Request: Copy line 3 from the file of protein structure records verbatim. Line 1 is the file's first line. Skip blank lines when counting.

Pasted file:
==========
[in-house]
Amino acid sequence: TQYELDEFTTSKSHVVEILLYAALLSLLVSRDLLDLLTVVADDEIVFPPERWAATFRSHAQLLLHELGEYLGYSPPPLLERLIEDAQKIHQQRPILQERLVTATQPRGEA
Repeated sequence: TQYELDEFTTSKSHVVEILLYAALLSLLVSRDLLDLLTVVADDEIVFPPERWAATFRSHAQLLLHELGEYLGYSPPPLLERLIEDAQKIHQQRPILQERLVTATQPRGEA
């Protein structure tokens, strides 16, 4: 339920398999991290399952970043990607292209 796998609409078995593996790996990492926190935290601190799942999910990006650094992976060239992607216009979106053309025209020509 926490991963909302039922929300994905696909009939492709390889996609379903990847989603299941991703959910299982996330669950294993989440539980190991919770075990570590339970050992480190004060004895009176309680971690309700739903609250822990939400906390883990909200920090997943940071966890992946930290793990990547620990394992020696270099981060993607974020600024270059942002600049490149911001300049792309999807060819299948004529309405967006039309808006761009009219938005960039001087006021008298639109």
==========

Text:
Repeated sequence: TQYELDEFTTSKSHVVEILLYAALLSLLVSRDLLDLLTVVADDEIVFPPERWAATFRSHAQLLLHELGEYLGYSPPPLLERLIEDAQKIHQQRPILQERLVTATQPRGEA